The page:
According to Wikipedia, a thought leader "is recognized as an authority in a specialized field and whose expertise is sought and often rewarded." I've interviewed dozens of thought leaders over the years and have observed they have these common strategies:

1. Be experienced rather than qualified.

Thought leaders bring new perspectives and ideas into existing areas of thought. Becoming qualified (like earning an advanced degree) ensures that you'll follow in the footsteps of giants rather than stand on their shoulders.

2. Be overconfident your ability to add value.

If you don't believe in yourself, nobody else will believe in you either. Thought leaders exude certainty that their ideas are useful and worthy of consideration. Those ideas may evolve, but the confidence remains unshaken.

3. Think differently from everyone else.

Warren Buffett famously said: "Be fearful when others are greedy, and be greedy when others are fearful." To become a thought leader, you must head in a direction that's different and maybe diametrically opposite to where the crowd is now headed.

4. Create a lot of content.

Thought leaders constant writing books, blogs, articles and emails. They seldom pass up opportunities to speak in public or be interviewed in the media. The last thing they'll do is try to rest on their laurels.

5. Appeal to both reason and emotion.

Thoughts are intellectual; leadership is emotional. Being a thought leader therefore isn't just about great ideas, it's about inspiring people to believe in those ideas and take their own personal actions to make them real.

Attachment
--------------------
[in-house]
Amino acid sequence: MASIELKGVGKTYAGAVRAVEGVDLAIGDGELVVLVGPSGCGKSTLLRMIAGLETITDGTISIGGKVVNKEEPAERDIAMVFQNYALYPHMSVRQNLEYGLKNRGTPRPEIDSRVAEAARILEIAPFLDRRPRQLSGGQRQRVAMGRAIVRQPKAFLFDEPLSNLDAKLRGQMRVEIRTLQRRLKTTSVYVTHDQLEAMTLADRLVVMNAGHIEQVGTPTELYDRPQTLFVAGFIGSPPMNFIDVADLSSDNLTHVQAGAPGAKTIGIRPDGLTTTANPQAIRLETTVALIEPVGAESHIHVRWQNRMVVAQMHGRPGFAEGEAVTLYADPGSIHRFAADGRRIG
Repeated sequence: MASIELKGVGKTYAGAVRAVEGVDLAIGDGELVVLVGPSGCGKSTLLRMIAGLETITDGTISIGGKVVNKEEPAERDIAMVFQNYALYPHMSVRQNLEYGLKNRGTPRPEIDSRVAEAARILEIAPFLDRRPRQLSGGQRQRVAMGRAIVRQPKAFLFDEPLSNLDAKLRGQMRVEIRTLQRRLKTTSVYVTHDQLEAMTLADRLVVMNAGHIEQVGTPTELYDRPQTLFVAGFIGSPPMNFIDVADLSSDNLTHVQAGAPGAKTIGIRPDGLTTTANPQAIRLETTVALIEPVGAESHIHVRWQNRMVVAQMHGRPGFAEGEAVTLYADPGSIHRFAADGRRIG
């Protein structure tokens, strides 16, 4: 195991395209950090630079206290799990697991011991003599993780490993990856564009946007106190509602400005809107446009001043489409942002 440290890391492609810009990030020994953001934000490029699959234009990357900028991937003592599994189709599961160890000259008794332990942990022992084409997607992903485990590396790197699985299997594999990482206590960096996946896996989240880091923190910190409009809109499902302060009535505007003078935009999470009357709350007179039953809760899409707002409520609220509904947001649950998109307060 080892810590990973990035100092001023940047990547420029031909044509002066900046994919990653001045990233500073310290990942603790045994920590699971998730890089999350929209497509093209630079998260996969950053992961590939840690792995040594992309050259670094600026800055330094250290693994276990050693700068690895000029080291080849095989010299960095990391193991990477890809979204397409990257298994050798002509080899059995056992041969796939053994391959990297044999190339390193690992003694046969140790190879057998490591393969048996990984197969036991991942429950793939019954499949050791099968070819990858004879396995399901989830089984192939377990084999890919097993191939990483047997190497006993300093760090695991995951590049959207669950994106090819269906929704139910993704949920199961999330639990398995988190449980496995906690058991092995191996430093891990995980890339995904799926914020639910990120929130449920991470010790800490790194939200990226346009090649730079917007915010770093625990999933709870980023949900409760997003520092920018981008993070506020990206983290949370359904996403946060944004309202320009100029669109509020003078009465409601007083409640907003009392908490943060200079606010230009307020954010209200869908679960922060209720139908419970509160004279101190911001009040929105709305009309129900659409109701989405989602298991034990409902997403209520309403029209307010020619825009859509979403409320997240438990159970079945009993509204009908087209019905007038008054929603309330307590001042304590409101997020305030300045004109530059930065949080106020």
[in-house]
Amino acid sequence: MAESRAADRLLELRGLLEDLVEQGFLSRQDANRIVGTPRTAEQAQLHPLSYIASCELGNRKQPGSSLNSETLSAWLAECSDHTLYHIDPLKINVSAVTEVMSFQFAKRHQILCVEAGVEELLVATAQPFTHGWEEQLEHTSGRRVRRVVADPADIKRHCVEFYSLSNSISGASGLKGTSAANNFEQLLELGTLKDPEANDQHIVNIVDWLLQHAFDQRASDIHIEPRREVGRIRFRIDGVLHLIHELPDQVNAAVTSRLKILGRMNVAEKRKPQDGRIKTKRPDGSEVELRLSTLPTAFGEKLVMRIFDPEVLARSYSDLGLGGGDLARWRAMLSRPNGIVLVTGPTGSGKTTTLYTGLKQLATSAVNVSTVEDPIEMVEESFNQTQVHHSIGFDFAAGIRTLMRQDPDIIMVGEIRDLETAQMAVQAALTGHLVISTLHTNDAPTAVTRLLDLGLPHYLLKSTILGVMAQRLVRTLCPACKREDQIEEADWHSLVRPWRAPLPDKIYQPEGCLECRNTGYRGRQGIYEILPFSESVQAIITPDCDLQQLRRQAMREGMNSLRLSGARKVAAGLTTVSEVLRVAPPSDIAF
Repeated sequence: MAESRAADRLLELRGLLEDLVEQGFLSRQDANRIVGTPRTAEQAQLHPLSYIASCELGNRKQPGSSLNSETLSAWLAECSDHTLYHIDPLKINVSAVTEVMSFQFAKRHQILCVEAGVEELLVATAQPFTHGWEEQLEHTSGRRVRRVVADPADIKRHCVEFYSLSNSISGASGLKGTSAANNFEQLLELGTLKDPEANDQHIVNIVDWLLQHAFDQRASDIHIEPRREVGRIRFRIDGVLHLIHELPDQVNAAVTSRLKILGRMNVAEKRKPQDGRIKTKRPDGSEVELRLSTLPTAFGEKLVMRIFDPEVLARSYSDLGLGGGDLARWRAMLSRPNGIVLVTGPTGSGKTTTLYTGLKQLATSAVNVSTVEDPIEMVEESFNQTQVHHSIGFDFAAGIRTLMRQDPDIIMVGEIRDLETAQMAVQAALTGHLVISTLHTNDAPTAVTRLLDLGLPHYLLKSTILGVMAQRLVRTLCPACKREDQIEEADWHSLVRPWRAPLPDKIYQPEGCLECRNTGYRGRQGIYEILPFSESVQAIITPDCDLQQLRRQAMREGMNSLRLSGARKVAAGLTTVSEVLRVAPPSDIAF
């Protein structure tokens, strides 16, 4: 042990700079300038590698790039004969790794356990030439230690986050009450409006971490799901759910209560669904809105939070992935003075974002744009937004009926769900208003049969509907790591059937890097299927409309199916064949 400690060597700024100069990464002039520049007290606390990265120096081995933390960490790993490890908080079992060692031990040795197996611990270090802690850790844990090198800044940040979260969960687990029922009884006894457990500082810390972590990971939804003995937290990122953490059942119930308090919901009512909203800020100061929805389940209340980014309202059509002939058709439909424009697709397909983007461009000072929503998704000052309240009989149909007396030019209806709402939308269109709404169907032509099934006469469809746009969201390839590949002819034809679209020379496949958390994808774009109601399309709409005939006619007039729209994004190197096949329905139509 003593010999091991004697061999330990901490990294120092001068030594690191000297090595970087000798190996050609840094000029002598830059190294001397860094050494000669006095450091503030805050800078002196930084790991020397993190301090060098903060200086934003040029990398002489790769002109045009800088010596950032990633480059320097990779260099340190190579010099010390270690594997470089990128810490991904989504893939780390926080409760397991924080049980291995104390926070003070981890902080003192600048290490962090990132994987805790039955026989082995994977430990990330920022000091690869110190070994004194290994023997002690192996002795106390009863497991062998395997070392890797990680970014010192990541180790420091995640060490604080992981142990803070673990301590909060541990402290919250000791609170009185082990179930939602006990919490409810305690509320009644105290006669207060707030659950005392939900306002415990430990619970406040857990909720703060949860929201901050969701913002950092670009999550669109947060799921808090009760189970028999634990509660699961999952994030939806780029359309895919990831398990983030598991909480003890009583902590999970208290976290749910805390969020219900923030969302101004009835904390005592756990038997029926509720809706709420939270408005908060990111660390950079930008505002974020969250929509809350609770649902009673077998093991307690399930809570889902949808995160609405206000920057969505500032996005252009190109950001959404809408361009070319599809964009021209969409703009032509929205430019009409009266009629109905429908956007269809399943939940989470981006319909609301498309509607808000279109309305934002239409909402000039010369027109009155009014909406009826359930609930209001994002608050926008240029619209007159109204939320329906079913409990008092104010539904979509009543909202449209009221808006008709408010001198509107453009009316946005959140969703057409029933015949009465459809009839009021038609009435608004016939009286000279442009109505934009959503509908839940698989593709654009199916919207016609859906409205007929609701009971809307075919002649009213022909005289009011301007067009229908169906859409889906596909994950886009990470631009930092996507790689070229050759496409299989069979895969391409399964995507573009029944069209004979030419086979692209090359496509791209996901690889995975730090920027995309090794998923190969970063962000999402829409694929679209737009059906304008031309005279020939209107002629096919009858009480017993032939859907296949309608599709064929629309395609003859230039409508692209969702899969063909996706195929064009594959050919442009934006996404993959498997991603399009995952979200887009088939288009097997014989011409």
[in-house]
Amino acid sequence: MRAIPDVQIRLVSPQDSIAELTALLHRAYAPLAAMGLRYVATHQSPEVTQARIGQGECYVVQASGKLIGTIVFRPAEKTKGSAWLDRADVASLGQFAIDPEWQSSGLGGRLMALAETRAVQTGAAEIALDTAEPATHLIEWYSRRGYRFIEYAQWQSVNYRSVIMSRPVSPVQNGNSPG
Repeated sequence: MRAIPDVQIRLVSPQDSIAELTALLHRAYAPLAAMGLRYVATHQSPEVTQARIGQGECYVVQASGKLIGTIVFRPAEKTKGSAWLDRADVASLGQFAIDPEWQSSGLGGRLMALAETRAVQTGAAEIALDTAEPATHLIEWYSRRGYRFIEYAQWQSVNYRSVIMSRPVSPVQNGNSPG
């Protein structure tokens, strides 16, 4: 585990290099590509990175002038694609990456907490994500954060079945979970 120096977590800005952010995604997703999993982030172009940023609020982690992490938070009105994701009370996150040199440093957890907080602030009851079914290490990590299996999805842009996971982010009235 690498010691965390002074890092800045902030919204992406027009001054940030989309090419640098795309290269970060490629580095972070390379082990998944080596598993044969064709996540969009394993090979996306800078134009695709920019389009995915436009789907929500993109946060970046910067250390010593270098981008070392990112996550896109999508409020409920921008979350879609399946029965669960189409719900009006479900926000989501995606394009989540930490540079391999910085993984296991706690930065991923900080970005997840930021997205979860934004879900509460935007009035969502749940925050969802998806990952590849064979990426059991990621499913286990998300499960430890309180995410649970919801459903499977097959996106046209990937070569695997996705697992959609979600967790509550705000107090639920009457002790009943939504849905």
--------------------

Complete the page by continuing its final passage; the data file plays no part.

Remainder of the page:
6. Constantly transcend boundaries.

In any given area of business or life, there are invisible boundaries that limit how people see problems and define solutions. Thought leaders don't constrain their thinking to preconceived notions of what works and what's appropriate.

7. Cultivate followers who "get" it.

A thought leader is never a "voice in the wilderness." Quite the contrary, the moment you show true thought leadership, you'll start attracting followers. Use social media to keep them involved and informed.

8. Expect to be both loved and hated.

Thought leaders never inspire lukewarm emotions. People either LOVE them or HATE them. There's no in-between. The two examples that come to mind are Seth Godin and Tony Robbins. If everyone only LIKES you, you're not a thought leader.

9. Grow beyond your own leadership.

Innovation takes place so quickly that thought leaders can only remain leaders for a few years at most. When you've led everyone else to where you are now, it's time to find a new direction that's beyond the new boundaries your leadership has established.